Authority Roles

Flora's parents are divorced. Before the divorce, they said critical words to each other but acted as though they were talking to Flora. Flora's mother is a self-centered romance writer whose career is her only real concern. When Flora asks to live with her father, her mother says that would make life easier. She later recants and reveals she is a troubled soul who loves her daughter very much.

Flora describes her socially awkward father as the loneliest man in the world. Dr. Meescham reveals that Flora's father has cried many tears for Flora. Dr. Meescham is a kind, hopeful woman, who listens to the problems of others and offers wise advice.

Profanity/Violence

The word heck appears once. Taking lines from Flora's comic books, Flora and her father sometimes say holy bagumba and holy unanticipated occurrences.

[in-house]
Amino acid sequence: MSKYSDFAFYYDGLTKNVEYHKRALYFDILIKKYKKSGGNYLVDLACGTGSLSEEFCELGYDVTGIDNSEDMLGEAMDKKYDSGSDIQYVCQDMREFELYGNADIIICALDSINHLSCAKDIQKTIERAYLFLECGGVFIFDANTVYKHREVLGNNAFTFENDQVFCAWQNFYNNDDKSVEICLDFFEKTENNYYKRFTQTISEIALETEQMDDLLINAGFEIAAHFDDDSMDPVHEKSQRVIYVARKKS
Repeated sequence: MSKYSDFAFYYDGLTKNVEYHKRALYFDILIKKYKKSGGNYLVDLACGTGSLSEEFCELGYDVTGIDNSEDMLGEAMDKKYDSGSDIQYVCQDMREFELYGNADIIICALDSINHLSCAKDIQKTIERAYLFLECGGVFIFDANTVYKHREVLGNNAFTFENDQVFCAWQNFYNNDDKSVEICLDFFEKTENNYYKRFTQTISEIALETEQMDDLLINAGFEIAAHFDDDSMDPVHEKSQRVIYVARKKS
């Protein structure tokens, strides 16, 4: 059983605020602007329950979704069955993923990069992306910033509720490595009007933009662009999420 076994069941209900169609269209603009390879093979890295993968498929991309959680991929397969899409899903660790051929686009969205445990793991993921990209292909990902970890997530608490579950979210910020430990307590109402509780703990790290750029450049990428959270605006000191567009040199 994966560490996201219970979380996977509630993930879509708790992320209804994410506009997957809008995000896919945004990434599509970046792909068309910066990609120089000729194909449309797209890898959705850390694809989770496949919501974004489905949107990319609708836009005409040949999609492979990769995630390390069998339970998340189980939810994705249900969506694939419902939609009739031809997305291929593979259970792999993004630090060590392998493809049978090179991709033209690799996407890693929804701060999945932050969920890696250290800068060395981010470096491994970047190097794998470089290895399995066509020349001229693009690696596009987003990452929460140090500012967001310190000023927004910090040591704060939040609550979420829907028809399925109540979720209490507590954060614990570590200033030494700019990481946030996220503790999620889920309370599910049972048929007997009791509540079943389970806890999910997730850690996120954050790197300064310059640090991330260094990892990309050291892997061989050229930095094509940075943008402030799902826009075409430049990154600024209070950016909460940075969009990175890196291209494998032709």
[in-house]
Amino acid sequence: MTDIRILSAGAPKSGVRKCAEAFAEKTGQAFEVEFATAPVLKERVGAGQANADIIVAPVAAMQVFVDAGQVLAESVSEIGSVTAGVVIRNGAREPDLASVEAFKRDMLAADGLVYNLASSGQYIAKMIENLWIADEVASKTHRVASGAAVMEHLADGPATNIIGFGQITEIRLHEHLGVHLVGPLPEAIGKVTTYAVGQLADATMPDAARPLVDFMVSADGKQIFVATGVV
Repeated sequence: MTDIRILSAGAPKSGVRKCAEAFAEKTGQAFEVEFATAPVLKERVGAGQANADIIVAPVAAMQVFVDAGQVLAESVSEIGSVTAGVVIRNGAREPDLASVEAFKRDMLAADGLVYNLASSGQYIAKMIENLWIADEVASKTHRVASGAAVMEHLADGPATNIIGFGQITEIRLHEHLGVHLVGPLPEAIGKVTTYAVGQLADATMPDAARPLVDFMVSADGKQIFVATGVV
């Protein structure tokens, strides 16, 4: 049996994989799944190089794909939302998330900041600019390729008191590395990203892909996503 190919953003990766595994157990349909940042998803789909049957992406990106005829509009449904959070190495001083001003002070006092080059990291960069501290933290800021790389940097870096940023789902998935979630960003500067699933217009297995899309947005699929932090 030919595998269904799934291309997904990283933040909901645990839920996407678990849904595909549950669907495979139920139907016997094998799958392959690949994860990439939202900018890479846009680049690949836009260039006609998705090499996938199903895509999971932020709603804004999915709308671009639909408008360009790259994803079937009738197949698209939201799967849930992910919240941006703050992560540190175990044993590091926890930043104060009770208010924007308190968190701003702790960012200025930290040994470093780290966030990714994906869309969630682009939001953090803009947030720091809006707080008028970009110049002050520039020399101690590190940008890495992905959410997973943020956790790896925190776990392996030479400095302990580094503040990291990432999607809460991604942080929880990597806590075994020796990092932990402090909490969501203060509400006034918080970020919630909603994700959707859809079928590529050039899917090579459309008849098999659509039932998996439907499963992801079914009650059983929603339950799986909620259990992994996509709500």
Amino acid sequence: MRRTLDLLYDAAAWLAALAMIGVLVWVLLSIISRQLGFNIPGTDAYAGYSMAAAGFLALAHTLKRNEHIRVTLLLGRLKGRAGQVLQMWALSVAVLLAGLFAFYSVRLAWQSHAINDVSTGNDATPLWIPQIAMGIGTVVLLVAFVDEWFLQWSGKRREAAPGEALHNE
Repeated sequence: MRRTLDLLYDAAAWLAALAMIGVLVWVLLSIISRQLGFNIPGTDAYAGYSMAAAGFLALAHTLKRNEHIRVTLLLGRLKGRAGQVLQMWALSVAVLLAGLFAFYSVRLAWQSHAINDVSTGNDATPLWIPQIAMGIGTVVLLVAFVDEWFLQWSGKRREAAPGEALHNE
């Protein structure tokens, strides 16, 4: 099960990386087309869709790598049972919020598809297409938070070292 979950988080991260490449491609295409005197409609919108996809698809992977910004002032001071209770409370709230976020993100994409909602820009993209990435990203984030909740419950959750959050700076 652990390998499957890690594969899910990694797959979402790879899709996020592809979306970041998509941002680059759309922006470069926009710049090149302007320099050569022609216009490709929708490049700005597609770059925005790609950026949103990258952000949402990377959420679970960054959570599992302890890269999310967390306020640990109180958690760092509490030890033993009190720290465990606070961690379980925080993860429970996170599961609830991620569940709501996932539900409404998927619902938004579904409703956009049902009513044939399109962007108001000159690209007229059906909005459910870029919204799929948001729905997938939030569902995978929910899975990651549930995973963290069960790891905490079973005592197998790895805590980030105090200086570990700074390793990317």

Kissing/Sex/Homosexuality

None

Discussion Topics

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Additional Comments/Notes

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Book reviews cover the content, themes and worldviews of fiction books, not their literary merit, and equip parents to decide whether a book is appropriate for their children. The inclusion of a book's review does not constitute an endorsement by Focus on the Family.

Episode Reviews

Credits

Rating

Readability Age Range

8 to 12

Author

Kate DiCamillo

Cast

Director

Distributor

Network

Performance

Record Label

Platform

Publisher

Candlewick Press

Released

On Video

Year Published

2014

Awards

Newbery Medal Winner, 2014

Reviewer

We hope this review was both interesting and useful. Please share it with family and friends who would benefit from it as well.